Resources Control Board finally made a decision. It voted to
pass an order that will increase water releases from Lake
The project includes improvements along more than 3 miles of
dirt roads, repairing culverts and building erosion control
features designed to reduce sediment flow into the creek. The
aim is to protect gravel nests, called redds, where female
salmon and steelhead lay their eggs, suffocating the eggs as
well as clogging the gills of adult fish…
Stop me if you’ve heard this one before: Critical U.S.
infrastructure is dilapidated and unsafe. Regulation is week,
and enforcement is weaker. Everyone agrees on the need for
action, and climate change will only make the problem worse.
but no one seems to do anything about it. Sadly, this has
become a familiar story. Take dams for instance.
Deadly fires across California over the past several years have
shown how wildfire has become a serious public health and
safety issue. Health effects from fires close to or in
populated areas range from smoke exposure to drinking water
contaminated by chemicals like benzene to limited options for
the medically vulnerable. These kinds of threats are becoming
major, statewide concerns.
The state Department of Water Resources and Butte County
announced the settlement Tuesday, more than two years after
spillways at the Oroville Dam crumbled and fell away during
heavy rains. The repairs resulted in heavy truck traffic that
damaged Butte County roads. Butte County sued in August 2018.
When nitrogen-based fertiliser runs into water systems it can
result in toxic algae blooms, leading to oxygen depletion and
vast oceanic ‘dead zones’. Evidence suggests their use also
contributes to air pollution, increased rates of cancer and
reduced biodiversity, as well as emitting nitrous oxide – an
extremely potent greenhouse gas. … A team of scientists, led
by the University of California, Davis, has come up with a
five-step plan to tackle this two-sided problem.
Thousands of gallons of crude petroleum began spouting out of
the ground near a part of Chevron’s steam injection well
network in a Kern County oil field over the weekend … in the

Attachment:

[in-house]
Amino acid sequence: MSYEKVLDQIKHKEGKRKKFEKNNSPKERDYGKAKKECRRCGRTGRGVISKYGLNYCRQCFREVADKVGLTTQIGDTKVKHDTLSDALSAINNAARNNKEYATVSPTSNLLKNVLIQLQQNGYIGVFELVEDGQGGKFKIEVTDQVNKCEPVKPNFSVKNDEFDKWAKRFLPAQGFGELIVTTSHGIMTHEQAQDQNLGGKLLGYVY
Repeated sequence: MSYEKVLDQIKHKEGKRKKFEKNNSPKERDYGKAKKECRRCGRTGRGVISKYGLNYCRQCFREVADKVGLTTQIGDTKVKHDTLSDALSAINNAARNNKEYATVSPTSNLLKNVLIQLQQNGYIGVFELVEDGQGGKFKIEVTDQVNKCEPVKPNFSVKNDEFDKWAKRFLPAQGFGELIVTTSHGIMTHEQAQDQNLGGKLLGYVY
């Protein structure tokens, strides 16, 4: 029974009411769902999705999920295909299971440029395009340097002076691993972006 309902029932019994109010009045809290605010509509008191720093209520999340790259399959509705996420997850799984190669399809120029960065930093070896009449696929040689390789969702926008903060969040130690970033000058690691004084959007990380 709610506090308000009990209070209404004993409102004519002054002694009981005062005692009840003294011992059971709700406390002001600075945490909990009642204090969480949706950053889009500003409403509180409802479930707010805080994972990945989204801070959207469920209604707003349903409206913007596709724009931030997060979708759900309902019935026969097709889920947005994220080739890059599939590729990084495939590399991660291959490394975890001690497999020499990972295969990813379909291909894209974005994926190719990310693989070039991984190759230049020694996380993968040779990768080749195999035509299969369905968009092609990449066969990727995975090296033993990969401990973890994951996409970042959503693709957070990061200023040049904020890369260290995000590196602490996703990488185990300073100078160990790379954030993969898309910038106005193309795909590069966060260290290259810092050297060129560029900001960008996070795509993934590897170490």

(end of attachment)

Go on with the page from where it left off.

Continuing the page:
same area where a larger uncontrolled release of 234,000
gallons of oil has taken place since August.
When the Environmental Protection Agency administrator, Andrew
Wheeler, accused California of allowing “piles of human feces”
on city streets to contaminate sewer systems … the
accusations, contained in a Sept. 26 oversight letter, had been
developed without the knowledge of the California-based staff,
which would normally issue such notices. Instead, it was put
together by a small group of political appointees in Washington
assigned specifically to target California, according to three
current E.P.A. officials.
The reasons are twofold. First, a big Sierra snowpack (the
fifth largest since 1950) meant a larger allocation via the
California State Water Project – a 75 percent allocation (which
is really bigger than it sounds – it’s a big allocation).
Second, Met’s become much more nimble in conserving water and
juggling the various supplies within its service territory.
Lake Mendocino made it through a typically long, hot summer
with an abundance of water and now, thanks to an ongoing
experiment with high-tech weather forecasting, the reservoir
can retain more water through the winter, benefiting people,
fish and farmers along the Russian River.
Invasive fish species have long been a challenge for scientists
in the Grand Canyon because they attract fishermen but can
devour threatened native species. Now, the National Park